Tuesday, October 3, 2017

Real World Examples Of Land Value Taxes

Keep in mind that the economic term ‘land’ refers to any scarce resource that isn’t a product of human industry.

Generally, there are three categories of land Value Taxes

  1. Ground rent in real-estate
  2. Resource extraction
  3. Externalities caused by pollution

Australia


Mineral Resources Rent Tax

The mineral resource rent tax is assessed on the value of extracted minerals, such as coal, before value is added through downstream activities minus mining expenditure. The value is based on the sale proceeds attributable to the raw material before it undergoes any processing. For coal and iron, the valuation point is the run-of-mine stockpile or when it leaves the point of extraction. Thus the mining profit in this case is actually a rent since it is obtained through exclusive use and disposal over a non-renewable resource that isn't a product of human industry. The effective rate is 22.5% so even here only a fraction of the rent is collected into the public coffers.

Western Australia


Land Tax

The land tax is assessed on the aggregated unimproved value of land held by the same owner. The value is based on 150% of the previous year's unimproved value of land. The tax is only levied on land that exceeds an aggregate value of $300,000 and even after that amount the government only recaptures a small percentage of the land value.

New South Wales, Australia


Land Tax

http://www.legislation.nsw.gov.au/#/view/act/1956/27/sec3

Like the Land Tax for Western Australia, only a small percentage of the land value (between 1.6% and 2%) is taxed.

Estonia


Land Tax

The land tax is levied on the taxable value of all land (other than that which is specifically exempt) based on an official valuation. The owners of the land are liable to land tax. The annual land tax rate varies between 0.1% and 2.5% of the assessed value of the land. The council of the local authority is authorized to establish the rate of land tax.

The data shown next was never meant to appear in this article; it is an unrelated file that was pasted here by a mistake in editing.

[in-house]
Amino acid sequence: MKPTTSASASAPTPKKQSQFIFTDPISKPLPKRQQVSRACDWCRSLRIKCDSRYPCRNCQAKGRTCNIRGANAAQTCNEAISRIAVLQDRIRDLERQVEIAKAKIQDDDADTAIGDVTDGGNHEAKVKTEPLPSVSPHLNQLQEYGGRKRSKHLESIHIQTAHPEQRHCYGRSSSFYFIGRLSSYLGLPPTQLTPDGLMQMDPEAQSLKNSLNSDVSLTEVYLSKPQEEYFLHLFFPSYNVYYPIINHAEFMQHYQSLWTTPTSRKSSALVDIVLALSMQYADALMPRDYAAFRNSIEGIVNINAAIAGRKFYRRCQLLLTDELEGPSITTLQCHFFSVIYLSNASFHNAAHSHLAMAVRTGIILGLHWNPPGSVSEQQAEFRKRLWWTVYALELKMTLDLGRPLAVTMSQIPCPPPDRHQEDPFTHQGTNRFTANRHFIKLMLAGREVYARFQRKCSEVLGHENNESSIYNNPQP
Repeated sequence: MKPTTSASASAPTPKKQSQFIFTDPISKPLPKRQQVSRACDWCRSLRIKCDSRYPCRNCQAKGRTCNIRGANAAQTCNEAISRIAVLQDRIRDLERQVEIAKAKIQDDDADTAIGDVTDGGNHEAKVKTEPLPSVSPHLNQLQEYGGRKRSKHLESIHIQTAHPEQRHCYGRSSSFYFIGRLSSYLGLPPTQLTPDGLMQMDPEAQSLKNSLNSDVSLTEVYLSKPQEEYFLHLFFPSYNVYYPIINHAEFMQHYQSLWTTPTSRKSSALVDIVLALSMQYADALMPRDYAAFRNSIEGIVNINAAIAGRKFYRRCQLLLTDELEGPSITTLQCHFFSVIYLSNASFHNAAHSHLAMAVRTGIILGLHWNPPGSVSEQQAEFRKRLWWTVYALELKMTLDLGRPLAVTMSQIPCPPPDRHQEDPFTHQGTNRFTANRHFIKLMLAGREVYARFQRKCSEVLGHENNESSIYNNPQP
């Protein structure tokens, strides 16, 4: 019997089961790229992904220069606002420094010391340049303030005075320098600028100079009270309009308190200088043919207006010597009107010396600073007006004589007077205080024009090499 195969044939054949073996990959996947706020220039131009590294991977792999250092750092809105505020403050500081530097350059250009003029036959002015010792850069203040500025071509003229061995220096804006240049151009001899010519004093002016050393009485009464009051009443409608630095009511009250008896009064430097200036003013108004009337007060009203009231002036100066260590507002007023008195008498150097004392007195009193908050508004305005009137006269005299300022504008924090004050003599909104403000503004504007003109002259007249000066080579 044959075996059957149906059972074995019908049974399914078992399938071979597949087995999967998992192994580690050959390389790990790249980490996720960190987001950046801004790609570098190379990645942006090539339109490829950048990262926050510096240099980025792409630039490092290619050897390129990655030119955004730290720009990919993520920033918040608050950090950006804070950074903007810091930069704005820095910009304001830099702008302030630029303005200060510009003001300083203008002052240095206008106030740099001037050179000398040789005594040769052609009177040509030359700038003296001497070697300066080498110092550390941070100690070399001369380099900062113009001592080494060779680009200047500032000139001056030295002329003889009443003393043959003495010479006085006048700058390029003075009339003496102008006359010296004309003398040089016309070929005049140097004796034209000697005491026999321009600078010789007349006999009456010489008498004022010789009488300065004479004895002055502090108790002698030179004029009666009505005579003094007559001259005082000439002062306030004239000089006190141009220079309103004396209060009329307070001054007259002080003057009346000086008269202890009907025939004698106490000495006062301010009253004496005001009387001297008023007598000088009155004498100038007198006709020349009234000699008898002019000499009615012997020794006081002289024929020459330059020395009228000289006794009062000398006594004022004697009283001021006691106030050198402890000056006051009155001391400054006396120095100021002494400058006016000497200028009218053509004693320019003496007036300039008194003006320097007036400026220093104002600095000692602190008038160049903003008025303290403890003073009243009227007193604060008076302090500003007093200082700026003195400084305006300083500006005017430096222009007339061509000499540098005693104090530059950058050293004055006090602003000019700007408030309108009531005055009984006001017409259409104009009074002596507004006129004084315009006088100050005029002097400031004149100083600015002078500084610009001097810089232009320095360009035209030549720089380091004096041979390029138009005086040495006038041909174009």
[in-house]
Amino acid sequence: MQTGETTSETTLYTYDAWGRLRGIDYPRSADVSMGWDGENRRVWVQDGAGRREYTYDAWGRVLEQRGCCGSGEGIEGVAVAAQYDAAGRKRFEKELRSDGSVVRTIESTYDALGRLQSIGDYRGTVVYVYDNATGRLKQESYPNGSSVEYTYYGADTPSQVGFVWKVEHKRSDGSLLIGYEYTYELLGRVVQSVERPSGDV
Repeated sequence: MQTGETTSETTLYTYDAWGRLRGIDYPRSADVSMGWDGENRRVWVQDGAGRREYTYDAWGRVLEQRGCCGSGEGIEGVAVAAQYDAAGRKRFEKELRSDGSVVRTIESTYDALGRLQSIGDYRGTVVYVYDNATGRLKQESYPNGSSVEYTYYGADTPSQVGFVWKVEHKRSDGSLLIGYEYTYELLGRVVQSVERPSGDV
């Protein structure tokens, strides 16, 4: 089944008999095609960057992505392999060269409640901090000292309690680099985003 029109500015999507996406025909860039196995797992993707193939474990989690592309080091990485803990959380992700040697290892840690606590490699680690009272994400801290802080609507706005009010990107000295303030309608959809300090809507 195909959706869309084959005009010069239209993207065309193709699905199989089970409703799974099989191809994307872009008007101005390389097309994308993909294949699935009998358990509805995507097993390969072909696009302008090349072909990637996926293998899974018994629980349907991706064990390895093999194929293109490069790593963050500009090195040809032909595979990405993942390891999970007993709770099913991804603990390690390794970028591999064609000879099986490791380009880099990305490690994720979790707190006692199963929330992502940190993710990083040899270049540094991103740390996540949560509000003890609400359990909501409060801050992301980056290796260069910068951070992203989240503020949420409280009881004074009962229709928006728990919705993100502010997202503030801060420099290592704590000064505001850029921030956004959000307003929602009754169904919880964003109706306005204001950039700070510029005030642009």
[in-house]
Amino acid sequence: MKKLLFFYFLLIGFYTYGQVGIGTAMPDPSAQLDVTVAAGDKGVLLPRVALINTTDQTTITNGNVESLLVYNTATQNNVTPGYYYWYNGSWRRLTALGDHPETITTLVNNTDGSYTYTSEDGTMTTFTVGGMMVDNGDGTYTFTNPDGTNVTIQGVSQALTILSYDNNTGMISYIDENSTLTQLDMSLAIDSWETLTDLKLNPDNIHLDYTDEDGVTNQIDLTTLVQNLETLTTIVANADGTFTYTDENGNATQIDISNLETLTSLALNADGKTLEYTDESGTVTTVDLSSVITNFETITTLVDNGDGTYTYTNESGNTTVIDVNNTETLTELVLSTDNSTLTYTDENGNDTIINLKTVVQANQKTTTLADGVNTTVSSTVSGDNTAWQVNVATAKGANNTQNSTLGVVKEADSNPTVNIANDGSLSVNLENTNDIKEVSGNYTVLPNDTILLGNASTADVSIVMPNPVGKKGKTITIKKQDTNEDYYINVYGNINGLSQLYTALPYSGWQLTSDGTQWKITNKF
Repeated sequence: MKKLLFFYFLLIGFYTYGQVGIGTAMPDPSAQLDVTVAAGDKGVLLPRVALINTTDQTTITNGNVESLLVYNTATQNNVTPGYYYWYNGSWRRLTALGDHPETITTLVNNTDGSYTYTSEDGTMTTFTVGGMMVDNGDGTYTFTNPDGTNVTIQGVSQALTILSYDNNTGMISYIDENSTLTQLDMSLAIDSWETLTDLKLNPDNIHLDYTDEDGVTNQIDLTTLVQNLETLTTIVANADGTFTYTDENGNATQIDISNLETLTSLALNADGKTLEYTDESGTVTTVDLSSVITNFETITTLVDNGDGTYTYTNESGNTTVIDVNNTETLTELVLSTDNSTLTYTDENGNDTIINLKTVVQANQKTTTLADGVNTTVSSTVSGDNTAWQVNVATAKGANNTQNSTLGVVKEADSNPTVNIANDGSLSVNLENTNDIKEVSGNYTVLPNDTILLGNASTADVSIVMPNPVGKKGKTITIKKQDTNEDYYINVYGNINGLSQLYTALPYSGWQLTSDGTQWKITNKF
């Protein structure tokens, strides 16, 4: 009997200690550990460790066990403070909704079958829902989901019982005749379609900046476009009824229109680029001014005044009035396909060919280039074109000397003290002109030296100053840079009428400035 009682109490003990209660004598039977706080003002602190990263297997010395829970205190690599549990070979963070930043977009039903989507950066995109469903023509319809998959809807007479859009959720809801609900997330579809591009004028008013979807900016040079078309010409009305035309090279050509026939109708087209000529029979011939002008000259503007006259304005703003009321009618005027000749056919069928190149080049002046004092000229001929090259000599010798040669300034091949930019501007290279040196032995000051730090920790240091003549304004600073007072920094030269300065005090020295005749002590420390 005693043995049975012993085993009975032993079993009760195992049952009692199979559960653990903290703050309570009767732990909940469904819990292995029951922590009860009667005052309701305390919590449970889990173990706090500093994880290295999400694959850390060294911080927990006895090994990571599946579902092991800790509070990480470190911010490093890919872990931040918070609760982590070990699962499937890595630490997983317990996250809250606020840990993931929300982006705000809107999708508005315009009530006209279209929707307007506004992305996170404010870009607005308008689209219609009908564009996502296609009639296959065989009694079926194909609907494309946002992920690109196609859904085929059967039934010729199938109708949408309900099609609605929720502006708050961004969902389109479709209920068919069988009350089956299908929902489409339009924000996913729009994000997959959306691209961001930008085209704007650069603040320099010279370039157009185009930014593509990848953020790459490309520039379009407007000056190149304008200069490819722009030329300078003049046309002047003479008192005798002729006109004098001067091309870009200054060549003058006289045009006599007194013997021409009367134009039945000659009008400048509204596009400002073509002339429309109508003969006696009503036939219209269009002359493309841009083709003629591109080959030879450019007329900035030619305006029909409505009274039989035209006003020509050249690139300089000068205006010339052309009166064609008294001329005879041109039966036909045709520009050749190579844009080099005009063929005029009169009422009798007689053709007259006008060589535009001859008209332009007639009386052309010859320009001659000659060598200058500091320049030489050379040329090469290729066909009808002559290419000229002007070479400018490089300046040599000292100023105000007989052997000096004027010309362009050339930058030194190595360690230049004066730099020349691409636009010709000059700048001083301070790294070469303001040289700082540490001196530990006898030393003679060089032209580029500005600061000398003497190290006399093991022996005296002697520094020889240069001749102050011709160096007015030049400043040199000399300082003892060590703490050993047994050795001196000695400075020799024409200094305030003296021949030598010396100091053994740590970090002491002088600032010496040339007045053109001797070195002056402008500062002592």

British Columbia

Royalties on resource extraction

http://www2.gov.bc.ca/gov/content/taxes/natural-resource-taxes/mining/mineral-tax

The taxes on resource extraction in British Columbia are applied to mining, oil and natural gas, and logging. This includes a mineral land tax levied on the freehold owners of mineral rights, a tax levied on the sale of standing timber or the right to cut standing timber, as well as royalties on oil and natural gas production. The mineral land tax is assessed by the size of the owner’s land and whether or not the land is used to produce minerals. The freehold owner is taxed at a fixed rate of 4.94 per hectare, up to 404,686 hectares, if they employ their land in mining, but are taxed on a sliding scale adjusted by the size of their land if they hold it out of use. A mineral tax is levied on coal, gemstones, industrial minerals, precious metals, and rare earth elements. The logging tax allows a deduction for logs processed into secondary forestry products between 35 and 65% of total processing income.

Norway


Petroleum tax

The tax is assessed on a company's net profit with deductions for the cost of exploration, R&D, financing, operations, and decommissioning. Additionally there is an extra deduction for normal returns on investment called uplift. The Petroleum tax is thus not a tax on any profits but on a subsoil rent at a rate of 54%. This special tax generated $49 billion in revenue for the Norwegian public in the last fiscal year. Like all land value taxes, the Petro tax is fiscally neutral and does not discourage profitable ventures. Furthermore, companies can write off profit losses that they accrue anywhere on the Norwegian shelf against their income.

Alaska


The Permanent fund dividend is funded by a 25% royalty on oil sale proceeds. It pays out an annual citizen’s dividend to all eligible residents of Alaska. The dividend for the last fiscal year was $1,022. The Alaska Permanent Dividend, like all of the other implementations listed above, is only a partial model because it only includes oil revenue.

Land value taxes, unlike income taxes, cannot be loopholed to death or dodged by setting up offshore shell companies or bank accounts in the Cayman Islands. Compared to income taxes, the land value tax requires much less in overhead costs to administrate. There is no need to hire a tax preparer to file a return or have a top heavy bureaucracy like the IRS; the government or a delegated property appraiser will tell you your liability. The land value tax cannot be passed off to consumers like the VAT or sales tax. The land value tax is not only more efficient, it is also congruous with moral law, especially when used to fund a citizen’s dividend. Since all people have an equal normative claim to use the earth, any deprivation of this claim, through extraction or enclosure, should be compensated with the equivalent value of the natural opportunities lost. On the contrary, personal income taxes, payroll taxes, property taxes, VATs and sales taxes deprive an individual of a portion of the product of his or her labor and thus constitute a breach of self-ownership.

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